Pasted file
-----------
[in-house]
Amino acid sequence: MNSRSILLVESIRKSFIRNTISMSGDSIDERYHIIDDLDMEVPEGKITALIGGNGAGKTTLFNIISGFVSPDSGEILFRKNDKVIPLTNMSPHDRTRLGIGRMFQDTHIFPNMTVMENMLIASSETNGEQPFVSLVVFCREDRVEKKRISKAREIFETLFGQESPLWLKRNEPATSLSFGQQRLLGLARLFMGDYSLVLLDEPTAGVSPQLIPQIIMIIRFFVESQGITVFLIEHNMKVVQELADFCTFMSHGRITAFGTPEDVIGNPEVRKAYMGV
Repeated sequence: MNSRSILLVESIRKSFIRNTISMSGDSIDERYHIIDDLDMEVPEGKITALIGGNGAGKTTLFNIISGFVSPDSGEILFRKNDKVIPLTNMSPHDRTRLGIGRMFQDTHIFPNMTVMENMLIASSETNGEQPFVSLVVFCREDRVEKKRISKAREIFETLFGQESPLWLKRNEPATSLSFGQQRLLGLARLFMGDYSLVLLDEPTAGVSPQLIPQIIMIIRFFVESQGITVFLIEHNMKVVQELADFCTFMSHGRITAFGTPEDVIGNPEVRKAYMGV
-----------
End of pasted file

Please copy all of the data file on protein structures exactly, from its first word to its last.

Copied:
[in-house]
Amino acid sequence: MNSRSILLVESIRKSFIRNTISMSGDSIDERYHIIDDLDMEVPEGKITALIGGNGAGKTTLFNIISGFVSPDSGEILFRKNDKVIPLTNMSPHDRTRLGIGRMFQDTHIFPNMTVMENMLIASSETNGEQPFVSLVVFCREDRVEKKRISKAREIFETLFGQESPLWLKRNEPATSLSFGQQRLLGLARLFMGDYSLVLLDEPTAGVSPQLIPQIIMIIRFFVESQGITVFLIEHNMKVVQELADFCTFMSHGRITAFGTPEDVIGNPEVRKAYMGV
Repeated sequence: MNSRSILLVESIRKSFIRNTISMSGDSIDERYHIIDDLDMEVPEGKITALIGGNGAGKTTLFNIISGFVSPDSGEILFRKNDKVIPLTNMSPHDRTRLGIGRMFQDTHIFPNMTVMENMLIASSETNGEQPFVSLVVFCREDRVEKKRISKAREIFETLFGQESPLWLKRNEPATSLSFGQQRLLGLARLFMGDYSLVLLDEPTAGVSPQLIPQIIMIIRFFVESQGITVFLIEHNMKVVQELADFCTFMSHGRITAFGTPEDVIGNPEVRKAYMGV